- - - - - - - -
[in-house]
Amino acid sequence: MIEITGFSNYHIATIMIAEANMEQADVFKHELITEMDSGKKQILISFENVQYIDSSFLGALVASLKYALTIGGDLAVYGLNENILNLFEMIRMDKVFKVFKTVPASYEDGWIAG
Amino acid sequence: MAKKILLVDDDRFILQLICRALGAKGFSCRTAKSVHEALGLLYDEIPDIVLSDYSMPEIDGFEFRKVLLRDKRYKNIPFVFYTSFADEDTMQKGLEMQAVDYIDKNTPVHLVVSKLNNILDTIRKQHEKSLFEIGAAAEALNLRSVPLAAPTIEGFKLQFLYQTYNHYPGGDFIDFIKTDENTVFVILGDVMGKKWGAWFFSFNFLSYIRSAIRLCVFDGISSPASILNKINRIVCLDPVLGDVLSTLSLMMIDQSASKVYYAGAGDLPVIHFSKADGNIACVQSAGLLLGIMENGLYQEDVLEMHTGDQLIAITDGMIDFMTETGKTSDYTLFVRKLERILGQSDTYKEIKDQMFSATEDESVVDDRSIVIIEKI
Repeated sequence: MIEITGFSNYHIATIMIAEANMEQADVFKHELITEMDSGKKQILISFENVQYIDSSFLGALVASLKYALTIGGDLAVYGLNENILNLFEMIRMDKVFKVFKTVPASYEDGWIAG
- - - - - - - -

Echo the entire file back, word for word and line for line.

[in-house]
Amino acid sequence: MIEITGFSNYHIATIMIAEANMEQADVFKHELITEMDSGKKQILISFENVQYIDSSFLGALVASLKYALTIGGDLAVYGLNENILNLFEMIRMDKVFKVFKTVPASYEDGWIAG
Amino acid sequence: MAKKILLVDDDRFILQLICRALGAKGFSCRTAKSVHEALGLLYDEIPDIVLSDYSMPEIDGFEFRKVLLRDKRYKNIPFVFYTSFADEDTMQKGLEMQAVDYIDKNTPVHLVVSKLNNILDTIRKQHEKSLFEIGAAAEALNLRSVPLAAPTIEGFKLQFLYQTYNHYPGGDFIDFIKTDENTVFVILGDVMGKKWGAWFFSFNFLSYIRSAIRLCVFDGISSPASILNKINRIVCLDPVLGDVLSTLSLMMIDQSASKVYYAGAGDLPVIHFSKADGNIACVQSAGLLLGIMENGLYQEDVLEMHTGDQLIAITDGMIDFMTETGKTSDYTLFVRKLERILGQSDTYKEIKDQMFSATEDESVVDDRSIVIIEKI
Repeated sequence: MIEITGFSNYHIATIMIAEANMEQADVFKHELITEMDSGKKQILISFENVQYIDSSFLGALVASLKYALTIGGDLAVYGLNENILNLFEMIRMDKVFKVFKTVPASYEDGWIAG